Ubiquitous Computing - PPT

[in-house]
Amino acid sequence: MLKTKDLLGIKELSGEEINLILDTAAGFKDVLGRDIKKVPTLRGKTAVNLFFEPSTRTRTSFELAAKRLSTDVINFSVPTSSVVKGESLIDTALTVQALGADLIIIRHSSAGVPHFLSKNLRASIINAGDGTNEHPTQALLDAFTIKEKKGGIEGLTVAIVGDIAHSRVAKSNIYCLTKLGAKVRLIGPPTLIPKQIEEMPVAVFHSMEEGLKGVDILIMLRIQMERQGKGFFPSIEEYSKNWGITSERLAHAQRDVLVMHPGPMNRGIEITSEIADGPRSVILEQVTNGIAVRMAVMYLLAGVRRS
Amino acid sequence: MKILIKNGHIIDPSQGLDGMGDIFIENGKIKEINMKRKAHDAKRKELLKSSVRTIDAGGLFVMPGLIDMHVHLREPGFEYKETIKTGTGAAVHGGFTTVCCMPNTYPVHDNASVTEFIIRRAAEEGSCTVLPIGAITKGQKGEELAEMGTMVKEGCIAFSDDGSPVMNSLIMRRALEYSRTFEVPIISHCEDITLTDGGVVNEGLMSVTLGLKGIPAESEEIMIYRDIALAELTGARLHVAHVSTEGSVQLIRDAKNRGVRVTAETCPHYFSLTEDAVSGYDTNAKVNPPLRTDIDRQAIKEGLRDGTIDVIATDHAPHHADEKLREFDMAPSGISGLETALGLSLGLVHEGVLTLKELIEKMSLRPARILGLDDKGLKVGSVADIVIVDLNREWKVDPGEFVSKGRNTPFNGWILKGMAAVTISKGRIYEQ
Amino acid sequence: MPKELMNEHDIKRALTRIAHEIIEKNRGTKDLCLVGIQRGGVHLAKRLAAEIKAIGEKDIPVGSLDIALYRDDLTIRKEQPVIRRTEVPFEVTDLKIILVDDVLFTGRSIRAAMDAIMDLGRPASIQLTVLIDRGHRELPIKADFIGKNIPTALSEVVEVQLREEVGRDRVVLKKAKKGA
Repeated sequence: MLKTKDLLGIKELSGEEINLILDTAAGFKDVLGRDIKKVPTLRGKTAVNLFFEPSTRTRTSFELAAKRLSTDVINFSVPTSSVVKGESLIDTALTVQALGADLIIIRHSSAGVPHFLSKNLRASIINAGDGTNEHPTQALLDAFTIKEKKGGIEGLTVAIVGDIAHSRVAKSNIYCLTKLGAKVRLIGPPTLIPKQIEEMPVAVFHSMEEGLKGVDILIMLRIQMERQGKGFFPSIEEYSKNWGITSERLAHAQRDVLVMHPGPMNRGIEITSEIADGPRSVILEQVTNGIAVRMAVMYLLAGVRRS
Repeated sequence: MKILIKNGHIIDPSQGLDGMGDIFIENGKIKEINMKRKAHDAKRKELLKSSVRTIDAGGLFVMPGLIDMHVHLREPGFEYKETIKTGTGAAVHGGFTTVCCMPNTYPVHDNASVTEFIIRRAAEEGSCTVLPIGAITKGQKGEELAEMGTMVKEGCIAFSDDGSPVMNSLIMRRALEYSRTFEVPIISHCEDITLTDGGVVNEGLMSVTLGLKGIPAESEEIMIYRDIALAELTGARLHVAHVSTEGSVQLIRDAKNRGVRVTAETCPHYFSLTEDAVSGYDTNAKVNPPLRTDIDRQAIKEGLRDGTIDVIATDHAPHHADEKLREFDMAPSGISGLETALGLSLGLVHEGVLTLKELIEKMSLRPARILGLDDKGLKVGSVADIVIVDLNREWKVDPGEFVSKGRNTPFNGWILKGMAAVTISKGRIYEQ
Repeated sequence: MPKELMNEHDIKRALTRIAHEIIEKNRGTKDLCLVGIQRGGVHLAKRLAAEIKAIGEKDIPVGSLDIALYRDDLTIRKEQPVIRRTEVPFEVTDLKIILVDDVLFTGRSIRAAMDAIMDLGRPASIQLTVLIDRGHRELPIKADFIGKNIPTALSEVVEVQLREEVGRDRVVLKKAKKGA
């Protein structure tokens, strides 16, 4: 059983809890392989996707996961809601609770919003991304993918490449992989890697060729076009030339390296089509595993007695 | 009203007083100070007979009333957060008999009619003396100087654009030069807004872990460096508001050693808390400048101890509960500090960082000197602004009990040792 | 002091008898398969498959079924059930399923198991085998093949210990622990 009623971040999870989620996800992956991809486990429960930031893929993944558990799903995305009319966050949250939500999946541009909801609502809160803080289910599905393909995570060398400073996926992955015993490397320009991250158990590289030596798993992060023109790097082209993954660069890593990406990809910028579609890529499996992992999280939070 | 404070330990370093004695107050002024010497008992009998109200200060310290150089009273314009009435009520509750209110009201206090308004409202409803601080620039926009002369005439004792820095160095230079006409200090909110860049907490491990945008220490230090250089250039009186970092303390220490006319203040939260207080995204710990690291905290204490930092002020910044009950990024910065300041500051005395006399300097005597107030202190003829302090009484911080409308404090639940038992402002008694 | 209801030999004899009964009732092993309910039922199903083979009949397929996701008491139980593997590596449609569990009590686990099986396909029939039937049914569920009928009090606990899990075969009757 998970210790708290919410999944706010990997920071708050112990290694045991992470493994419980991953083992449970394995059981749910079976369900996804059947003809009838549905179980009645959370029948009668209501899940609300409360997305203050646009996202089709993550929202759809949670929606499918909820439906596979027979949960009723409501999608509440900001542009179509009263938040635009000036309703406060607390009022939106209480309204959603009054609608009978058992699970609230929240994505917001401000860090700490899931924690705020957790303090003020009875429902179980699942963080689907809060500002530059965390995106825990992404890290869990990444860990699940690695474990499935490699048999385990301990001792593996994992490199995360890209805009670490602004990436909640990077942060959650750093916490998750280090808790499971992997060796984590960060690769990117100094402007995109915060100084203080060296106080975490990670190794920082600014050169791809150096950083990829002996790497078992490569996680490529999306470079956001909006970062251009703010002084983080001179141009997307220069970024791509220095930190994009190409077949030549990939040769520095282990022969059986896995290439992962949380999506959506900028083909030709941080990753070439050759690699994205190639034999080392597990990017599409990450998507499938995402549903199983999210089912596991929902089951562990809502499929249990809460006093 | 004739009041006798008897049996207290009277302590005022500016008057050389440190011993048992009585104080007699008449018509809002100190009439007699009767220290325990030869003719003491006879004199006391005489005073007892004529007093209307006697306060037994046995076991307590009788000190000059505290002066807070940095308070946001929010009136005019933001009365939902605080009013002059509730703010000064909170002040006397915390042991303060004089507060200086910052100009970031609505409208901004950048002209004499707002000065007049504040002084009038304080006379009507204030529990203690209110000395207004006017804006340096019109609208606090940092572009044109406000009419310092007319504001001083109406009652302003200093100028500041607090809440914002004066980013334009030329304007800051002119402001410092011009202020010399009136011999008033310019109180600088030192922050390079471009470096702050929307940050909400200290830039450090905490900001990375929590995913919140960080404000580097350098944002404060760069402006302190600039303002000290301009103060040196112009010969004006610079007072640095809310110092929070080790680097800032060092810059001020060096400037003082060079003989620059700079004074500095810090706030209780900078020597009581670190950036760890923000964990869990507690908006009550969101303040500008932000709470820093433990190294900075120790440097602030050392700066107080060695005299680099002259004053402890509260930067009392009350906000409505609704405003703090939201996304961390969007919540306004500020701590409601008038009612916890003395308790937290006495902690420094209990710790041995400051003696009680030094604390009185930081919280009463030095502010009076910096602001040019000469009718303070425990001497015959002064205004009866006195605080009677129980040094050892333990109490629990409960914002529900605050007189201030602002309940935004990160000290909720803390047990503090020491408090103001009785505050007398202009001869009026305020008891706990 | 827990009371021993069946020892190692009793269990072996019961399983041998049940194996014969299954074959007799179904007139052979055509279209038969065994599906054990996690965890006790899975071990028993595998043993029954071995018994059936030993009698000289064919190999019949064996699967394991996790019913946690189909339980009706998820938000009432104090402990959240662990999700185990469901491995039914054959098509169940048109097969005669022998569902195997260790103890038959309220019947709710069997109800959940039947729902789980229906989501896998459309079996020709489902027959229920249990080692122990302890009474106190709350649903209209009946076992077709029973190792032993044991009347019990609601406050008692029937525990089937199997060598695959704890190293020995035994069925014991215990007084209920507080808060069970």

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Research Issues in Ubiquitous ComputingSyed Imran Jami PhD Student FAST-NUOutlineWhat is Ubiquitous Computing Scenarios Computer Science Issues in Ubiquitous Computing Labs working on UbiComp Web Sites / Conferences / Magazines and Journals Some good books1What is Ubiquitous ComputingVisionAlso known as Pervasive Computing Some Visions areComputing Everywhere for Everyone Embed Computing devices in the environment Keep the computers in the background presence2DefinitionsIt is the trend towards increasingly ubiquitous, connected computing devices in the environment.a trend being brought about by a convergence of advanced electronic technologies and the Internet. Wireless enabledUbiquitous computing devices are not personal computers, but very tiny - even invisible devices.Can be either mobile or embedded in almost any type of object imaginable. This may include cars, tools, appliances, clothing and various consumer goods - all communicating through increasingly interconnected networks.According to Dan Russell, director of the User Sciences and Experience Group at IBM's Almaden Research Center,By 2010 computing will have become so naturalized within the environment that people will not even realize that they are using computers In future smart devices all around us will maintain current information about their locations, the contexts in which they are being used, and relevant data about the users3Definition: by Mark Weiser [4]Mark Weiser is the founder of this idea. According to him: The goal of Ubiquitous computing is to enhance computer use by making many computers available throughout the physical environment, but making them effectively invisible to the user. Ubiquitous computing envisions a world of fully connected devices, with cheap wireless networks everywhere. You need not carry anything with you, since information will be accessible everywhere. Ubiquitous computing envisions computation primarily in the background where it may not even be noticed. Ubiquitous computer gives the feeling as though you did it yourself.Ubiquitous Systems require Embedded processors In everyday objects Small cheap and light weight Wireless Communications Sensors4CharacteristicsUbiquitous SystemsCan remember pertinent events they have a memoryShow context-sensitive behavior they may have sensors location / situation awarenessAre responsive communicate with their environment networked with other smart objectsMain ThemeWith Ubiquity of ComputersInformation processing moves to the background human centered: concentrate on the task, not the tool the notion computer as a tool does no longer holdNew picture of computing as an invisible, ubiquitous background assistancespecialized, invisible computers will become an integral part of the natural human environmentComputing without Computers5Some reasons for this revolutionAs per Moores lawProcessing speed and storage capacity double every 18 months cheaper, smaller, fasterThis leads to the fact that most important technology parameters double every 1 3 years:computation cycles memory, magnetic disks bandwidthSome reasons for this revolutionNew devicesSmart papers E Ink Live boardsPhilips prototype for smart paper and E-Ink6Some reasons for this revolutionProgress in Communication Technologies Fiber optics: from Gbit/s to Tbit/s Powerline technique coffee maker automatically connected to the Internet Wireless mobile phone: GSM, UMTS wireless LAN (> 10 Mbit/s) Body area networks A set of mobile and compact units (on body) enable transfer of parameters between the bodies. The data flow passes a chain of BAN modules from each sensor to a main body station, which consolidates the data streams of all sensor modules attached. Transmits the data to a home base station, from where they can be forwarded via telephone line or internet. Wide application in remote health careSome reasons for this revolutionBetter SensorsVery small cameras and microphones pattern recognition, assisted by heuristics user is in a meeting speaker recognition, speech controlled devicesFingerprint sensor on mobile objects Many other types of sensors (e.g. location) Autonomous perception of the users environment establishing contextual relations recognition of objects7ScenariosWatchPad1.5 by IBM8Use as a Universal Remote ControllerWatchPad 1.5Use as a Personal IdentificatorAutomated check-in at hotel and air counter Cashless payment at restaurant and station Medical history and prescription retrieval Specify your preferenceUse as a Display for Location Based ServicesProvide personalized advertisement and offering information Timetable and flight schedule at station and airport Navigate you at stations9Radio SensorsApplicationsMobile devices Wireless light switch Fire detectors Temperature surveillance Remote controlComputer Science Issues in Ubiquitous Computing10Ubiquitous Computing is an emerging discipline bringing together different areas of Computer Science. This includes:Mobile Computing Sensors & Ad hoc Networks Computer Architecture HCI Data Management Privacy & SecurityComputer Architecture/Hardwarethe computer artifact is of many sizes and shapes, including tiny inexpensive ones that could bring computing to everyone. three new kinds of hardware devices are required: [4]very low power computing, low-power high-bits communication, and pen devices.11Mobile and Ubiquitous SystemsSeveral famous projects are going on in this area Famous Research labs are working on this area Software Competence Center Hagenberg (SCCH) Austria, www.scch.atComputer Science and Artificial Intelligence Laboratory, MITMobile and Ubiquitous Systems: Oxygen[1]Enables pervasive, human-centered computing through a combination of specific user and system technologies Speech and vision technologies enable to communicate with Oxygen as if we're interacting with another person, Working on collaboration technologies Oxygen's device, network, and software technologies dramatically extend range by delivering user technologies at home or at work. Computational devices embedded in homes, offices, and cars sense and affect immediate environment. Handheld devices empower us to communicate and compute anywhere Dynamic, self-configuring networks help machines locate each other as well as the people, services, and resources Software that adapts to changes in the environment or in user requirements help us do what we want when we want to do it.12Mobile and Ubiquitous Systems: Hydrogen [2]Vision: Bringing together People, Information and Things Investigation and evaluation of middleware for:Supporting social interaction among people Mobile ad hoc cooperation among team members Taking into account the very dynamic execution context of applications running on mobile devicesDevelopment of experimental prototypesMobile meeting agenda Location aware reminder13Mobile and Ubiquitous Systems: Location awarenessWhere I am?Mobile and Ubiquitous Systems: Location awarenessLot of labs working on it Lot of opportunities for collaborations14Mobile and Ubiquitous SystemsThe central theme is to try and hide the impact of mobility Borrowed on notions of distribution transparency popular at the time (access, location, migration, replication, failure etc.)PrivacyWhat is Privacy? An ability of an individual or group to stop information about themselves from becoming known to people other than those they choose to give the information to. [Wikipedia] Can be seen as an aspect of Security Different Facets of privacy [3] Bodily Privacy Strip Searches, Drug Testing, Territorial Privacy Privacy Of Your Home, Office, Privacy Of Communications Phone Calls, (E-)mail, Informational Privacy Personal Data (Name, Address, Hobbies, )15Privacy: IssuesDifferent Ubiquitous systems are coming that will compromise privacyPrivacy: Bodymedia [3]Communication Platform for wireless Transmission of Body Sensor Readings Bodymedia Data Center translates Raw Data into Lifestyle Data which is accessible via Web Interface on Company-Site16Privacy: Virtual DadRoad Safety International Sells Black Box for Car Detailed Recording of Position, Acceleration, etc. Audio Warnings When Speeding, Cutting Corners Continuous Reckless Driving is Reported Home Sold as Piece of Mind for Parents Imagine if you could sit next to your teenager every second of their driving. Imagine the control you would have. Would they speed? Street race? Hard corner? Hard brake? Play loud music? Probably not. But how do they drive when you are not in the car? Source: http://www.roadsafety.com/Teen_Driver.htmPrivacyCar MonitoringACME Rent-A-Car, New Jersey Automatically Fines Drivers US$450.-at Speeds Over 79mph GPS Records Exact Position of Speed ViolationAutographSystem Pilot Program 1998/99, Houston, TX Insurance based on individual driving habits (When, Where, How) GPS Tracking, Mobile Communication, Data CenterFuture: Tracking Your Personal Mobile Phone Source: Insurance& Technology Online, Jan 2nd 2002 (http://www.insurancetech.com/story/update/IST20020108S0004)Other ExamplesElectronic Toll Gates Consumer Loyalty Cards Electronic Patient Data Computer Assisted Passenger Screening (CAPS) Improved Systems in the Works (post 9/11)Plans: Link Travel Data, Credit Card Records, Address Information, 17Privacy: Some partial solutionsNo hidden data collection!Legal requirement in many countriesEstablish privacy policies How to publish policies in Ubicomp?Periodic broadcasts Too many devices? Countless announcements an annoyancePrivacy: Some partial solutionsUse Anonymous data for analysis and experiment comes cheap no consent, security, access needed Pseudonyms allow for customization user can discard at any time Sometimes one cannot hide No anonymizing cameras & microphones Real-world data hard to anonymized Even pseudonyms can reveal true identity Real-world has complex situation-dependant security requirements Free access to medical data in emergency situations18Privacy: Some partial solutionsIdentifiable data must be accessibleUsers can review, change, sometimes deleteCollectors must be accountableTry some Privacy-aware storage technology?Ubicomp applications need lots of dataIncreased need for accounting and accessPrivacy: Some partial solutionsNo spying, please (Proximity)Devices only record if owner is presentRumors should not spread (Locality)Local information stays local Walls and Flower-Pots can talk (but wont do so over the phone)19Sensors in Ubiquitous ComputingIssues [3]Why sensing is important for Ubiquitous computing Examples of how sensing features used in ubicomp projects Some new trends in Sensing Issues in distributed sensingSensors in Ubiquitous ComputingWhy we need Sensing Ubiquitous Computing need systems that adapt to people, as opposed to people adapting to systems Reactive to what people do Proactive, anticipating what people want to do Situated, sharing context with human user Necessary for interaction between people and systems All this requires ability for observation of human activity if a computer merely knows what room it is in, it can adapt its behaviour without even a hint of AI20Sensors in Ubiquitous ComputingEnabling Technology As per Moores Lawsensors in overdrive dramatic drop in price Drop in sizeRequire energySensors: ExamplesExamples of Sensing in Ubiquitous Computing Location Sensing [4]Active Badge System ORL, Cambridge/UK, 1989-92 Locating people (and devices) Room-level accuracy Badges worn by people emit beacons Sensors with known location21Sensors: ExamplesThe Bat Ultrasonic Location System [3] Highly accurate indoor positioning 95% of readings within 3cm Bat device emits short pulse of ultrasound Ceiling mounted sensor array Sentient Computing [3] Use sensors to construct model of the environment Shared view of the world between system and userSensors: ExamplesWeight Lab [3]An environment in which all surfaces are load-sensitive Floor, tables, chairs,shelves, trays Activity tracking with infrastructure22Sensors: Smart deviceOrientation-aware Newton MessagePad [5] Sensors as UI elementSensors: Smart deviceThe Aware Home [3] Research initiative at GaTech A Living Lab for Ubicomp Research Large-scale deployment of sensors for perception of everyday activities Smart Home23Sensors: Smart deviceSmart Palm PCMicrosoft Research Hinckley et al Sensors to improve user interaction Detecting simple percepts holding & duration tilt, orientation etcDetecting simple motion dictaphone gesture scrollingSensors: Smart deviceTEA Mobile Phone [3] Integration of diverse simple sensors (light, audio, acceleration, temperature, touch) Sensor fusion for perception of device context (car, meeting, home, ...) Shared context among phone users context call context phonebook24Sensors: Smart deviceWearable Sensing StartleCam [3]MITMediaLab Example for sensing the user Sensing generally important in wearablesSensors: Smart deviceThe Mediacup [3] TecO Karlsruhe, 1999-2000 Wireless sensor device embedded in ordinary coffee cup Movement, weight, temperature sensing On-board computation of user-level context: filled up, gone cold, etc. >95% reliable context prediction in everyday use25Sensors in Ubiquitous ComputingDevice-based sensing (Portable, Wearable) Sense the user, the location, the immediate environment Enable proactive/reactive behaviours, novel UI techniquesEnvironment-based sensing Homogeneous sensing infrastructure to supply devices Smart environment control, responsive rooms etcWireless sensor devices and networks Heterogeneous sensors, ad hoc organized Large-scale observation of the physical world Deep embedding in physical objectsSensors: DistributedIssues In current trends we require distributed sensing To facilitate combination of distributed observations Factoring out sensing from devices into infrastructure Separation of sensing and application into distributed entities Some implications Location and time need to be considered Data delivery from sensor to application Where to sense: device vs. infrastructure26Sensors: Location and TimeThere are real-time and real-place issues Real-time issues Value of observation time-dependent e.g. can become irrelevant after some timeLatency can contribute to inaccuracy e.g. location reading of moving objectsSynchronization of distributed observations Real-place issues Arising with mobile/flexible sensor nodes Value of observation location-dependent e.g. less relevant the greater the distance between sensor node and observed entityLocation also relevant for combination of sensors Localization hot issues for wireless sensor networks!Sensors: Sensor Data DeliveryApplication-level Delivery ModelsContinuous: sensors communicate their data at prespecified rate Event-driven: report data only if event of interest occurs Request-reply: report only response to an application requestNetwork-level Routing ModelsFlooding: broadcasting observations to neighbors, who rebroadcast until application is reached Directed Diffusion: data-centric protocol Data is named by attribute-value pairs Applications submit queries, diffused through the network Nodes satisfying the query start transmitting data27SensorsWhere to Sense Smart Device vs Smart Environment e.g. location sensing GPS model: infrastructure sends its coordinates, device computes its position Active Badge model: device/client sends beacon, infrastructure computes positionPrivacy issues: whos in control over location information Distributed systems issues System-wide location management Client reliance on infrastructure Protocols to talk about locationConclusion: What will happen28Labs & ProjectsThe Labscape Project - Ubiquitous Computing in the Cell Biology LaboratoryLarry Arnstein, Research Assistant Professor, Department of Computer Science & Engineering, University of WashingtonStephen S. Intille's work on ubiquitous sensingMassachusetts Institute of TechnologyUbiquitous Computing research at Yano Lab, Tokushima university, Japan Ubiquitous Chip Research LaboratoryInternet Systems Research Laboratories, NEC Corp. and Osaka University collaboration labThe Handheld Devices for Ubiquitous Learning Project (HDUL) Project Aura - Distraction-free Ubiquitous ComputingCMUThe Ubiquitous Communications (UbiCom) program at Delft University. Ubiquitous Networking Laboratory.HarvardUbiquitous Computing research - The Intelligence Engineering Lab (IEL) of Institute of Software, Chinese Academy of Science (ISCAS) Ubiquitous Computing LabDepartment of Information Systems and Multimedia Design School of Engineering, Tokyo Denki UniversityUC Lab, Keio University M-Lab - The Mobile And Ubiquitous Computing Lab Ubiquitous Networked Media Computing Projects.Nara Institute of Science and TechnologyUbiquitous Computing & Communication Laboratory, Keio University, Japan Multi-Agent Distributed Mobile and Ubiquitous Computing Lab at the Computer Science Department University of Saskatchewan29BooksPervasive Computing: Technology and Architecture of Mobile Internet Applications by Horst Henn, Stefan Hepper, Klaus Rindtorff, Thomas Schack (Editor), Provides both a theoretical overview and a practical guide The first part of the book walks through the essential protocols, standards and architectures involved The second part uses a continuous real-world example to present an end-toend architecture for implementing pervasive computing applications. first book to offer an understanding of the scope and the implications of pervasive computing Good for IT managers, professionals, architects, consultants, developers, and students concerned with internet and web technologies. Contents of Pervasive Computing include:Introduction to pervasive devices and their applications Overview of the key technologies and protocols Web application concepts WAP and beyond Voice Technology Server-side programming in Java Pervasive web application architecture Device-independent example application Accessing the example application via PC, PDA, WAP and voice30BooksMobile and Ubiquitous Information Access by Fabio Crestani, Mark Dunlop, Stefano Mizzaro Contains thoroughly refereed postproceedings of the International Workshop on Mobile and Ubiquitous Information Access held in Udine, Italy in September 2003 during Mobile HCI 2003. The 21 articles in the book are organized in topical sections on foundations: concepts, models, and paradigms; interactions; applications and experimental evaluations; context and location.Security for Ubiquitous Computing) by Frank Stajano Focuses on two very hot topics: ad-hoc wireless networking and security Covers security issues for wellestablished and widely used technologies such as GSM, Bluetooth, and IP Includes basics on security and cryptography Describes the security issues in peerto-peer networking31UbiComp 2005: Ubiquitous Computing: 7th International Conference, UbiComp 2005, Tokyo, Japan, September 11-14, 2005, Proceedings (Lecture Notes in Computer Science) (Paperback) by Michael Beigl (Editor), Stephen Intille (Editor), Jun Rekimoto (Editor), Hideyuki Tokuda (Editor)Fundamentals of Mobile and Pervasive Computing by Frank Adelstein, Sandeep KS Gupta, Golden Richard III, Loren Schwiebert Provide engineering principles underlying mobile computing Good as a text book for graduates and senior undergraduates. Contains extensive Exercises, projects, and solutions. Gives the preview of the latest research that will help realize the full potential of pervasive computing32References[1] MIT Project Oxygen, Computer Science and Artificial Intelligence Laboratory, MIT http://oxygen.lcs.mit.edu/index.html [2] The Hydrogen Project at Software Competence Center Hagenberg, Austria http://www.scch.at/index.jsp [3] Lecture notes and presentations, Summer School on Ubiquitous and Pervasive Computing August 7-14, 2002 Schloss, Dagstuhl, Germany http://www.vs.inf.ethz.ch/events/dag2002/ [4] Mark Wieser, Computer Science Laboratory at Xerox PARC, http://www.ubiq.com/weiser/ [5] Newton MessagePad, Newton Team, Apple. http://www.msu.edu/~luckie/gallery/mp100.htm33